Melbourne Hunt Camp

Don Sorchych, my viewRancher friends and I flew to Mexico to shoot white wing doves before the Florida hunting season started. White wings are bigger than mourning doves but also have feet like parrots and can grasp grain stems and eat the seeds. That is why ranchers in Mexico want white wings shot. The bird boys we hired to pick up dead birds would show a thumbs down if we accidentally shot mourning doves because they weren’t a threat to the grain crops. Today, that area of Mexico is a drug stronghold and it is unsafe to venture there.

However, since I have stopped hunting Shari Jo and I enjoy mourning doves and white wings that count on our oases for water and nooks and crannies outside our home to nest and raise their young.

In September, archery, rifle and shotgun hunting began in Florida.

The pinnacle of my hunting life was with the Melbourne Hunting and Fishing Club. The club consisted of four camps with six hunters in each camp. It was customary for some time to rotate camps each year so everyone experienced a different dedicated area for the first ten days of hunting season, after which the 24 hunters could hunt on the whole 25,000 acres.

The land was cut by a stream and swamp. The swamp and stream were populated with alligators, bass and water moccasins. The rest of the property was mixed use, some agricultural, some piney woods and some open fields. The game was whitetail deer, turkeys and quail. There were also feral hogs which the landowner trapped and sold but sometimes allowed them to be hunted. On a good acorn year the hog meat was fantastic.

Each of the four camps had a gas freezer, refrigerator, oven, stove and covered table for six. When not raining we had a fire pit, around which we spent much of our time sharing experiences.

Typically, each member had a trailer and old jeep for sleeping and hunting. Both of my daughters learned to drive on the sand roads in my 1946 Jeep. My daughter Dawn killed her first deer in the camp before she was ten after rules were changed to allow high powered rifles.

This was not an easy camp to join. For years I wasn’t sure it existed. Someone had to die or resign before there was an opening. Fortunately, a realtor moved into my neighborhood who knew a member, Jimmy Holmes, an insurance man who was president and founder of the local hospital. We met and he promised to back me for an open membership. All the members were southern business men or professionals. My problem was being a Yankee from Illinois.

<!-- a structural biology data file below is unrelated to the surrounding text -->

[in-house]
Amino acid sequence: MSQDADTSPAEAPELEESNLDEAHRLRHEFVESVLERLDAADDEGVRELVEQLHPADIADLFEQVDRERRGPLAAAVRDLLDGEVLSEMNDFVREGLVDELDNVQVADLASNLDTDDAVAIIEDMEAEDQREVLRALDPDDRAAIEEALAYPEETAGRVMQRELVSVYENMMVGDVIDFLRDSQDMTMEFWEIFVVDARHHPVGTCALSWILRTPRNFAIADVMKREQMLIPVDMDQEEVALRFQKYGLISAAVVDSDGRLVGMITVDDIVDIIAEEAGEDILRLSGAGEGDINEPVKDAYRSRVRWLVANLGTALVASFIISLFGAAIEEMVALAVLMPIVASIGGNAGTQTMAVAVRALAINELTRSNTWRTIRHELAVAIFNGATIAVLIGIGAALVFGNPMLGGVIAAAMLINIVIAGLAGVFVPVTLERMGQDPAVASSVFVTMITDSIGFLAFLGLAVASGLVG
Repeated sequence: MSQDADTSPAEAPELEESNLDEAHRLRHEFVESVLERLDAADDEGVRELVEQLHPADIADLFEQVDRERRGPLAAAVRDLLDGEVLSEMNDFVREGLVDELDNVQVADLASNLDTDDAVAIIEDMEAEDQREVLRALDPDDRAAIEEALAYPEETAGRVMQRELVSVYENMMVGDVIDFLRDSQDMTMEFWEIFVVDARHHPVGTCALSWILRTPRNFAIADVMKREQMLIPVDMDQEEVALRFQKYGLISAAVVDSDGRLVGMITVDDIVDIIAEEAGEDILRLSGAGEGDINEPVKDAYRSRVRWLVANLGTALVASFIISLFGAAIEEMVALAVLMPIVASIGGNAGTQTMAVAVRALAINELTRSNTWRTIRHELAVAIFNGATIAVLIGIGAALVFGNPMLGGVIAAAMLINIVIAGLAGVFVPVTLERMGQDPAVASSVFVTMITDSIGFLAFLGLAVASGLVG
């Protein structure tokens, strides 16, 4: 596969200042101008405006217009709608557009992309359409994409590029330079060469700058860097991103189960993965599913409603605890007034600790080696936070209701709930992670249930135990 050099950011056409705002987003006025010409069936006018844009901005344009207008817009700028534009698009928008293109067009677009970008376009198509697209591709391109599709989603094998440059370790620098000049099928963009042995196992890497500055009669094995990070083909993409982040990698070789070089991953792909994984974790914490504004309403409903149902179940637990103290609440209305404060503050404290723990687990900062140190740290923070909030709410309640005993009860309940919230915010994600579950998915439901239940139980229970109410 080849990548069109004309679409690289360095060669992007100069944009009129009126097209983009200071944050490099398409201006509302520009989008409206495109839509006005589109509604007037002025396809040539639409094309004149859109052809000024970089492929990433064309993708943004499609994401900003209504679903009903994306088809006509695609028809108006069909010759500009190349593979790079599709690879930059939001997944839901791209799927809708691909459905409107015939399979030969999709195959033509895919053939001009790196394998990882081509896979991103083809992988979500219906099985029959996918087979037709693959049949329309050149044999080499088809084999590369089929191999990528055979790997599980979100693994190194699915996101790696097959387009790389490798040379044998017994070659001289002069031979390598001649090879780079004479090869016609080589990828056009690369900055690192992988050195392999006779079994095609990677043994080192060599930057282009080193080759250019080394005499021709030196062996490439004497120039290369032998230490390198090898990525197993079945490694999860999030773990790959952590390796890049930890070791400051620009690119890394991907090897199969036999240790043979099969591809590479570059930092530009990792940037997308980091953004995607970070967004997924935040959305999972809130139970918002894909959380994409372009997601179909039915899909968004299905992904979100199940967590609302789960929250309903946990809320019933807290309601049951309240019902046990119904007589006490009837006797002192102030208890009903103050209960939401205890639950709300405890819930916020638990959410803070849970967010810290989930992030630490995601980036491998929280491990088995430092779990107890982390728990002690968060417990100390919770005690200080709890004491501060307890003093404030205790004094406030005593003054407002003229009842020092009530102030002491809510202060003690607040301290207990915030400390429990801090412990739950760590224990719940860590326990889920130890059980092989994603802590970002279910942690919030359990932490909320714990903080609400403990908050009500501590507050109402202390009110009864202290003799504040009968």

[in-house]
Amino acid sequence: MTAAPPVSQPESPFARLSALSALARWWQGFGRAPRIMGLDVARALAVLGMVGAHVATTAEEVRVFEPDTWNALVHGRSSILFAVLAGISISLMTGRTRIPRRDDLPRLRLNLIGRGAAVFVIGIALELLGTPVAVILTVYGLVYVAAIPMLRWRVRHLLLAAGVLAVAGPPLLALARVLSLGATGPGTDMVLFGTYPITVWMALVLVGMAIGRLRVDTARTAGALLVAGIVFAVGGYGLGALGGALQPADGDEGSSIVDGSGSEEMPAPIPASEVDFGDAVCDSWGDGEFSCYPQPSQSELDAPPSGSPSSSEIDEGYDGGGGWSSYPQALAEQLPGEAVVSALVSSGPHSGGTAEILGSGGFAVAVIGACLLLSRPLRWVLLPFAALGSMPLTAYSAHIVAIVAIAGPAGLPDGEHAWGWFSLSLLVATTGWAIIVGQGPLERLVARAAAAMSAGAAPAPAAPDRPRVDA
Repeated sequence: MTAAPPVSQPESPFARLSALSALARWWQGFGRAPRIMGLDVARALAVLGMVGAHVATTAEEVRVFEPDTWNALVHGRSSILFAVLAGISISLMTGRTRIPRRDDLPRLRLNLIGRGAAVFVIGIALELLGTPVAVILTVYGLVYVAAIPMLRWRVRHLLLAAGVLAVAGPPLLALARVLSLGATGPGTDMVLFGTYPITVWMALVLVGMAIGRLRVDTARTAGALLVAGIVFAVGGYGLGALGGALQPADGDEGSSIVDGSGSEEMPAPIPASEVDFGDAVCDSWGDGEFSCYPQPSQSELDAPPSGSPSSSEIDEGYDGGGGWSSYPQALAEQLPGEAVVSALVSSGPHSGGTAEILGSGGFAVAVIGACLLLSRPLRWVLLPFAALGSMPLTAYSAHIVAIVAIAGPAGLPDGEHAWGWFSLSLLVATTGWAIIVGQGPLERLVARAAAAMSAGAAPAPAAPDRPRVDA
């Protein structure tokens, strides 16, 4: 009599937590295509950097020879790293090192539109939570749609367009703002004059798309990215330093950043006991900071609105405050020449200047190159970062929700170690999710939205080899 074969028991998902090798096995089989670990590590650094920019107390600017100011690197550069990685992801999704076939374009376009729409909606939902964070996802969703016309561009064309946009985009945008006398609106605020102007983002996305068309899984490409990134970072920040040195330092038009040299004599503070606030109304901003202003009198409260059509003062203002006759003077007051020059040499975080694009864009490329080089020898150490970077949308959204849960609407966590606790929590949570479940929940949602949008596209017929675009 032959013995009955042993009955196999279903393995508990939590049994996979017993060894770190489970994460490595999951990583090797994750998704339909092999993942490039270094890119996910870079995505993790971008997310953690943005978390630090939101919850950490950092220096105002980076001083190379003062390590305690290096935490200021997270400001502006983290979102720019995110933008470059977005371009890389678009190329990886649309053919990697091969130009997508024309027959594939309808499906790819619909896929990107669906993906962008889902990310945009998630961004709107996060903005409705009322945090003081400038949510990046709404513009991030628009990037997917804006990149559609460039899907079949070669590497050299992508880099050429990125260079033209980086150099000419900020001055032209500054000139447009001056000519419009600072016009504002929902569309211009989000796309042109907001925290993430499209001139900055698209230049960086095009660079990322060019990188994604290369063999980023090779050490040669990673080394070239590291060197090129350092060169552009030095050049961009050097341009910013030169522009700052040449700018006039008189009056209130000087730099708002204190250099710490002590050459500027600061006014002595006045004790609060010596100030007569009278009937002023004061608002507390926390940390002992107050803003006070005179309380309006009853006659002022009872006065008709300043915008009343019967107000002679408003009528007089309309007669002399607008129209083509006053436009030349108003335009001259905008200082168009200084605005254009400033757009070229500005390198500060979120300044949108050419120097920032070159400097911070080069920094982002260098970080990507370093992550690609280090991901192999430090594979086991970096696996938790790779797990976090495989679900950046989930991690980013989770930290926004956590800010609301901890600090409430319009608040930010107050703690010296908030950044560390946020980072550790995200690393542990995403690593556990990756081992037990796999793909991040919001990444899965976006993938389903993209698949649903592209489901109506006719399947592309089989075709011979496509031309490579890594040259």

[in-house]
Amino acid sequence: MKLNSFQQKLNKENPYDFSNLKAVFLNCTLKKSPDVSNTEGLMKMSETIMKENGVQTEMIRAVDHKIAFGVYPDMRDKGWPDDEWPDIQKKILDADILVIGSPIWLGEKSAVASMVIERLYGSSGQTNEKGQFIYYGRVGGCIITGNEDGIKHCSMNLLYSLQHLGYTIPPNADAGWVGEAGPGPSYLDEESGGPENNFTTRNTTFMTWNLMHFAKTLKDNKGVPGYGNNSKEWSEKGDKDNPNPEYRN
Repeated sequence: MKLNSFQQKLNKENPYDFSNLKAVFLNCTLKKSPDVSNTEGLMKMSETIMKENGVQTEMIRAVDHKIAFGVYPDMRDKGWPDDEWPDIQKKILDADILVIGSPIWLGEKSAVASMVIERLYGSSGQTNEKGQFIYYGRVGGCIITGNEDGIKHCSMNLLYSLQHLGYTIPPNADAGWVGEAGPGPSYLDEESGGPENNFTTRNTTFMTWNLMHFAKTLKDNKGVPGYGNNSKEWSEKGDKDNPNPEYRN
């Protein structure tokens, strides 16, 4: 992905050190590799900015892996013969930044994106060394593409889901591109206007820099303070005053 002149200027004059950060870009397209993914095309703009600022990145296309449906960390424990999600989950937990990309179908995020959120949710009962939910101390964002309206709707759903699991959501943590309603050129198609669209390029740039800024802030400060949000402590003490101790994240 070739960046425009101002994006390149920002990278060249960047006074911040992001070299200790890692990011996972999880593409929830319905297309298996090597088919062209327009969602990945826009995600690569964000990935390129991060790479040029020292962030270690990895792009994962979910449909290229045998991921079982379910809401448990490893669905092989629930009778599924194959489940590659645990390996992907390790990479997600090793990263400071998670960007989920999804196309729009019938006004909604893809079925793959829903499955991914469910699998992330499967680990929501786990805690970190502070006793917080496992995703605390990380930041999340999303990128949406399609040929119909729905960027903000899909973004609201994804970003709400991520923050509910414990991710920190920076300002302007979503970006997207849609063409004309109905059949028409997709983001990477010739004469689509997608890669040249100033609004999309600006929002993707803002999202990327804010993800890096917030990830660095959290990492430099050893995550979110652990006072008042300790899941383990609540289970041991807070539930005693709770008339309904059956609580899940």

Club rules were that I had to personally meet each member and seek their vote. Approval required a majority vote.

The members all had the same answer, “I normally wouldn’t vote for a Yankee but Jimmy says you are okay, we’ll see.” Some even called the president of the company I worked for. I was voted in unanimously thanks to Jimmy and Radiation President Joe Boyd.

I was assigned into a five man group as their sixth member. Jimmy Holmes was a member and everybody’s friend. He always wore a two pocket shirt. One pocket was for Lucky Strike cigarettes and the other for Kools when he over indulged in smoking Luckys.

Another delightful member was surgeon Jim Sewell. Jim had been in MASH during the Korean conflict but refused to talk about it.

We hunted on properties owned by Jim’s rancher friends in the United States and in Mexico.

Once we fished for Bluefish in the surf. We put the fish on a stringer as we caught them. They dried in the sun with their mouths open, exposing sharp teeth. Jim threw the stringer in the surf and it washed back over his bare feet gashing the arch of a foot. He insisted we go to his office and close the wound. At his office he took a few big slugs of gin, which he called “clear,” while he threaded a needle and passed it to me to sew up his wound. When we left his office he threw the empty gin bottle into a clump of palmetto and the crash of empty bottles resounded for at least a minute. He complained for months I should be jailed for playing doctor without a license.

Jim Sewell left our camp to join the “Sea Room” camp and local chiropractor Bud Steward joined us. Bud loved the woods and spent nearly every weekend camping there, shooting targets. He loved the outdoors. Bud especially loved Alaska so Jim Sewell and I met him there for a couple of weeks of salmon fishing.

Frank Fain, also a doctor, grew up in Quincy, Fla. and went to FSU in Tallahassee, Fla. Once I was sitting in a turkey blind and Frank dropped by, hiking as he loved to do. His face was covered with mosquitoes. I offered him a bottle of “Off” which he refused saying, “They’ll take a drink and fly off.” Frank lives in Melbourne, Fla. and is retired from practicing medicine and hunting.

The sixth was Andy Seminick who was the catcher for the 1950 Philadelphia Whiz Kids.

He was a really nice guy and as powerful as an ox. For our ten day hunt we met to bring in firewood. We always used the chainsaw to cut small pieces for our fire pit and Andy used the chain saw with one hand.

Andy died on Feb. 22, 2004 in Melbourne. He was 83.

David Strawn had been in the camp for some time. He was a top notch attorney and at that time had been appointed sheriff for that county. He and his wife Fran and I still communicate.